Revolutionizing Aerospace and Defense Data: The Right Approach

Revolutionizing Aerospace and Defense Data: The Right Approach

How can Aerospace and Defense (A&D) companies best meet the needs of product development and manufacturing teams and their unique view of the authoritative source for product information—the bill of materials (BOM)? In other words, how do engineering and manufacturing teams unlock their own data to maximize its value in light of the functionality their PLM software offers (or, perhaps, the limitations placed on them)?

The challenges of EBOM/MBOM management

On the one hand, BOM (Bill of Materials) information must be an accurate, up-to-date, change-managed, and trustworthy source for the product's definition. On the other hand, different teams in the organization each need a view of the BOM that represents their domain-specific data, including different ways to organize existing information and new information that doesn't impact other teams. The ability of a software solution to successfully balance both the structure and the flexibility required from the BOM can impact a company's productivity, compliance, and product quality.

A&D companies typically use one of two approaches to manage these diverse needs. The first, a “Single BOM,” includes engineering and manufacturing data and uses filtering and calculation to generate different views of the same information depending on the user’s role. To accommodate this approach, the two organizations must first agree on how the product structure will be broken down, how information will be added and organized, and how changes will be managed. Then, for consistency’s sake, they can’t deviate from agreed-upon structures and processes throughout the lifetime of the product.

The second approach, a "Dual BOM," leverages two separate BOM structures for engineering and manufacturing. Both organizations can manage unique information and data structures, meeting engineering's need to facilitate design reuse and manufacturing's need to optimize factory operations. However, for the sake of product quality and compliance, every part in the EBOM must be continuously reconciled with parts in the MBOM to be sure the design will be accurately realized in production. When data is replicated between two separate structures, managing traceability and change between them involves a cumbersome process that is not easily modified or upgraded in most PLM software tools.

For A&D companies pursuing either approach, effectivity management is key—that is, assigning a set of information that is accurate based on engineering and/or manufacturing conditions. So, in addition to managing engineering information and data structures alongside their manufacturing counterparts, the complexity of when each set of information is effective—or, accurate for the produced product—must be accounted for, easily understood, and flexible enough to accommodate change.

The Aras approach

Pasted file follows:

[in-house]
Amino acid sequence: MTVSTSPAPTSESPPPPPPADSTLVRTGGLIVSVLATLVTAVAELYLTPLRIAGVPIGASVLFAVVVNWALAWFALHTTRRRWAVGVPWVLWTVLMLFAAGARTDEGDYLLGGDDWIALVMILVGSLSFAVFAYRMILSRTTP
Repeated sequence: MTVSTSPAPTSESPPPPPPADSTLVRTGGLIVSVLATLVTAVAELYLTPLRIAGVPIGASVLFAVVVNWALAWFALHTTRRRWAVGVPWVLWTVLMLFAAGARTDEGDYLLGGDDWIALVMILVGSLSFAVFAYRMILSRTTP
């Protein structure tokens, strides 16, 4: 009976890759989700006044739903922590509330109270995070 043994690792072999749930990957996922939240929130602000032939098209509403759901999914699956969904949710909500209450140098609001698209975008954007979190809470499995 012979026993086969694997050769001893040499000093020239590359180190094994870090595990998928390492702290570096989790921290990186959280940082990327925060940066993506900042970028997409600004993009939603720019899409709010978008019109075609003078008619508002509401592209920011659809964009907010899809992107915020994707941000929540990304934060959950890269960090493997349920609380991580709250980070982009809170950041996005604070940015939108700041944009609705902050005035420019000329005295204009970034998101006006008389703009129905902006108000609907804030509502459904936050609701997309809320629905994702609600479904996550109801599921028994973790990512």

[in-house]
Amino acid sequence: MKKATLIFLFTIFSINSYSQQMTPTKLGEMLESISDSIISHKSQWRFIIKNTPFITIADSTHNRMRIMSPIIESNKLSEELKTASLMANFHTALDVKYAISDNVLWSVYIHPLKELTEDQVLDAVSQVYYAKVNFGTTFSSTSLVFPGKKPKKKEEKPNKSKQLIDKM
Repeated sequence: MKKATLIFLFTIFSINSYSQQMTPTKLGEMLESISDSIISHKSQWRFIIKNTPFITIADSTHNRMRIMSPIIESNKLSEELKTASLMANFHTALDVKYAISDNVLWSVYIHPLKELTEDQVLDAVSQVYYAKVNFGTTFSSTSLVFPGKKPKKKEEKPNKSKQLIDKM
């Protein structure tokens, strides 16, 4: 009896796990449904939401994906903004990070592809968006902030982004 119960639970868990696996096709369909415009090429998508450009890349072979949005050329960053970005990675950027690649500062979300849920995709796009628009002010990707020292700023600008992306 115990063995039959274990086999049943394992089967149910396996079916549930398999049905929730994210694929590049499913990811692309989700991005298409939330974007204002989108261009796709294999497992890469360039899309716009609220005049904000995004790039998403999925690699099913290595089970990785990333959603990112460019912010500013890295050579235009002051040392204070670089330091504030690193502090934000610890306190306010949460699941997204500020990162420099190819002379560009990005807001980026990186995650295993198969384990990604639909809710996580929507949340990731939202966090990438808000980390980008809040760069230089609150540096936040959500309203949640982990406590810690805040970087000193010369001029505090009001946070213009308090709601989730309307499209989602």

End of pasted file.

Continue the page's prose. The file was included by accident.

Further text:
Aras believes the best practice approach is allowing for multiple views of the same information, with each view enabling new information and data structures to be managed by individual teams. The two views should be reconciled by logic, rather than existing as duplicate data managed in disconnected tools or systems, so that changes affecting downstream views are flagged for resolution. The Aras platform offers shared services for change management and effectivity across engineering and manufacturing applications, enabling seamless change management that includes both teams’ data and processes, and complex effectivity calculations to account for both teams’ decisions.

Standard functionality in Aras Innovator® allows companies to realize either of the two most common approaches to EBOM / MBOM management, as well as effectively evolve their current approach to match the recommended Multi-View BOM best practice. And while not required as part of this benchmark, the Aras platform offers standard capabilities to uniquely integrate manufacturing process planning with manufacturing process quality—including control plans, process flow diagrams, and risk management—to keep quality and process planning synchronized.

Finally, to take full advantage of the complex business processes required by the benchmark use cases, the Aras approach leverages built-in platform capabilities for creating low-code customizations without compromising upgradability. While some PLM users still shudder when they hear the word “customization,” Aras subscribers know that the platform is built to be customized, ensuring that a company’s data and processes are not “locked in” by the tool being used. Instead, the Aras platform is flexible enough to meet the needs of companies’ ever-evolving business processes—however complex. With each software upgrade, which Aras performs for its subscribers, custom functionality introduced by the company is retained and available to users again, as soon as the upgrade is complete, alongside new platform features.

What else is top of mind for Aerospace & Defense? The Digital Thread!

Recently CIMdata Research’s Aerospace and Defense PLM Action Group did some significant research on the state of the Digital Thread. The findings indicate that digital thread investment within the ecosystem of industrial users, their customers, suppliers, and solution providers has reached an inflection point. Initial implementations of targeted digital thread solutions have provided value proof points and essential learnings. Now expanded investment rounds are ramping up, guided by these early achievements and with expectations driven by the value potential revealed. Read more here